When Picking The Right Pork Chop, Thickness Matters

When it comes to satisfying weeknight dinners, there are few other cuts of meat more iconic than the humble pork chop. It's easy to come by, relatively inexpensive, and fairly straightforward to make. It can be served as a simple, pan-seared protein, or battered and deep-fried Southern style

No matter how you like to cook your pork chops, one thing you always want to remember is thickness. The thickness of a pork chop has a bearing on how much you'll have to pay for it. It will also help to determine how best to cook it and, therefore, what recipe you should use.

Don't be afraid to ask your butcher for custom cuts. Thick-cut pork chops would be anywhere from one to one-and-a-half inches thick and are great for cooking gradually on the grill. Thin-cut chops come in a range of one-eighth to one-quarter-inch thickness. These cuts are perfect for pan searing or deep frying. Three-quarters of an inch is a great middle ground. Pork chops with this amount of thickness will have enough meat to achieve a nice medium-rare doneness without having to overcook the surface of the pork. If you're really comfortable with your butcher, try requesting boneless loin chops sliced super thin in the deli slicer for easy stir-fried meat.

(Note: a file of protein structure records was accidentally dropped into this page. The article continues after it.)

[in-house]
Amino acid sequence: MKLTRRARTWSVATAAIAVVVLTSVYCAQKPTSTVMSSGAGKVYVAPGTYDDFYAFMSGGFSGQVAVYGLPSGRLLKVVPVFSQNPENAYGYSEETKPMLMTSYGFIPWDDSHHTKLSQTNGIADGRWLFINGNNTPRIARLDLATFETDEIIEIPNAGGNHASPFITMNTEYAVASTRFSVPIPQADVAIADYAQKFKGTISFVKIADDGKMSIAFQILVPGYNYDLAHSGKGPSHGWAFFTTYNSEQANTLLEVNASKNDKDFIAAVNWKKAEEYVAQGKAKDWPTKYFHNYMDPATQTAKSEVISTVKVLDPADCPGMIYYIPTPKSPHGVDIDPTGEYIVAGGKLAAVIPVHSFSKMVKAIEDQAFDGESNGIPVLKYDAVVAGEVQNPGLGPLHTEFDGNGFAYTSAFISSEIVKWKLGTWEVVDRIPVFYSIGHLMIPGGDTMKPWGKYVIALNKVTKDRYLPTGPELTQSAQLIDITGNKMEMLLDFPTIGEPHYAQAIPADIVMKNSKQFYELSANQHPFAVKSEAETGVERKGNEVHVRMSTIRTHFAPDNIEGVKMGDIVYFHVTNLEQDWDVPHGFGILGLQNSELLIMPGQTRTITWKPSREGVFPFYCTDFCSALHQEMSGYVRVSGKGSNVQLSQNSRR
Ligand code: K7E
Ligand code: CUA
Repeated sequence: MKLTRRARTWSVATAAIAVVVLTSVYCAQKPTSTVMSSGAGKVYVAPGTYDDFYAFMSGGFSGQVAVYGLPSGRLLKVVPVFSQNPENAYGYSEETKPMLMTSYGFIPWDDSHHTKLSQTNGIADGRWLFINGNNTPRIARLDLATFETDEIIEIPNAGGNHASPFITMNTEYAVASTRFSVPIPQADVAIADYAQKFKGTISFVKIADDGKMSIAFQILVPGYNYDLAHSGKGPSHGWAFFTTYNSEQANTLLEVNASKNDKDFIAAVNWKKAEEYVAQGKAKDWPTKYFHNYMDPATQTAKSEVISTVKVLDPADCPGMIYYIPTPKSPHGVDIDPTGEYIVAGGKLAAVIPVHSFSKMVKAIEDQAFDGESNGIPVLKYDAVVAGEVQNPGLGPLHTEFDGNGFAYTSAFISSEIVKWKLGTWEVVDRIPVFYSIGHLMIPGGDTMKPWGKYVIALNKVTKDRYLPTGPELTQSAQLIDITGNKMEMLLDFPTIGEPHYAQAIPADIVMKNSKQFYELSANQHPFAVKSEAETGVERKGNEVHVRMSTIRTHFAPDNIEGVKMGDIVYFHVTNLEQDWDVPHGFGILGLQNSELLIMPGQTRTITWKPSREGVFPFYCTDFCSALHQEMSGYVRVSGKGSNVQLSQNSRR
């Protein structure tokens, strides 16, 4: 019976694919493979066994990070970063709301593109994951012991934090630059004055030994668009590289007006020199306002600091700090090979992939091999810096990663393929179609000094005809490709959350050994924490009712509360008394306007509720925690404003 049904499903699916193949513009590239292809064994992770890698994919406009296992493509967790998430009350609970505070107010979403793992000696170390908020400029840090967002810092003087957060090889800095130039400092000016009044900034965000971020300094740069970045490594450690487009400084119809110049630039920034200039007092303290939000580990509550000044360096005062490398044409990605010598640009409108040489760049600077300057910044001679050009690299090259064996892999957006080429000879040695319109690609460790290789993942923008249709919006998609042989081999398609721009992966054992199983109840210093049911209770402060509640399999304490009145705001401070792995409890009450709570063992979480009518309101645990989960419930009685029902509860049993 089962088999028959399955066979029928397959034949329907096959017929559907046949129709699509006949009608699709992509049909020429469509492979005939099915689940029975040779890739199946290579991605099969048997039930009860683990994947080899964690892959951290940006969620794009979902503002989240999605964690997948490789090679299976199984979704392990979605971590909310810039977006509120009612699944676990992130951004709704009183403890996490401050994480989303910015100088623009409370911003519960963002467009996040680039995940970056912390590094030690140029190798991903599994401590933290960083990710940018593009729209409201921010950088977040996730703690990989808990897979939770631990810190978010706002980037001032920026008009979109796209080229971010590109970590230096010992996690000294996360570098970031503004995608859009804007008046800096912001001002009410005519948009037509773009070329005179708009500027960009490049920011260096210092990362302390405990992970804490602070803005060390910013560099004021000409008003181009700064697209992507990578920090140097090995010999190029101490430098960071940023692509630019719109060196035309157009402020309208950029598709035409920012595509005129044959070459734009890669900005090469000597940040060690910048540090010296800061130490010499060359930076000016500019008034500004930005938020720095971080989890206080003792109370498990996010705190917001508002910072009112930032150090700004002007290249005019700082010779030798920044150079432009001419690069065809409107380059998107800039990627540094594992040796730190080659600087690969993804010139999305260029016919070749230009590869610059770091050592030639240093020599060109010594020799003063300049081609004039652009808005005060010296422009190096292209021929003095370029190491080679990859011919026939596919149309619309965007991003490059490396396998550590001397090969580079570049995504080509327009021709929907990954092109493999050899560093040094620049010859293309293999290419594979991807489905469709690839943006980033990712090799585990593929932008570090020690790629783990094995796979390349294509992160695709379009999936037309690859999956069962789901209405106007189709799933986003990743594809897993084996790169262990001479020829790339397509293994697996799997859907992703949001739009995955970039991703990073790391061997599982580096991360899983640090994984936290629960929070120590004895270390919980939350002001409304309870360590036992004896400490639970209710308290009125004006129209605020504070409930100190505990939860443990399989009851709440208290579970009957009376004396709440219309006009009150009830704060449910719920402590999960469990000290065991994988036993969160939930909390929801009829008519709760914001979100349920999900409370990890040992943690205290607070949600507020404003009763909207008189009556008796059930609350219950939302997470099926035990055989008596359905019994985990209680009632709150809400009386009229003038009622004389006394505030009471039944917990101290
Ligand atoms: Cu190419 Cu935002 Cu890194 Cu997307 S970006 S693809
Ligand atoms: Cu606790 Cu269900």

The best ways to cook your pork chops

Whether you get thick or thin pork chops, certain recipes suit each type best. Thinner cuts tend to dry out faster, but that means they work well with sauces that can keep them moist. Pork chops and applesauce are a bonafide American classic. For something more savory, boneless pork chops with mushroom gravy is a great recipe to try. This dish combines pan-searing with a savory sauce that cooks the pork all the way through while keeping the meat juicy.

For thicker-cut chops, fire up some charcoals and get the grill ready, because these cuts love open flames. Bone-in pork chops are great to buy in a thicker cut. They also aid in the grilling process, as the bone protects the meat from drying out. Grilling boneless chops is actually one of the many mistakes people make when they take their pork to the backyard. 

There's a lot of freedom to experiment with different seasonings, as well. Simple salt and pepper combine to create a can't-miss meal, but pork also takes well to marinades. Try using the staples you already have in your pantry — like olive oil, soy sauce, brown sugar, dried herbs, and Dijon mustard — to create a marinade. This is a great way to cook economically, while still maximizing the flavor of the humble pork chop.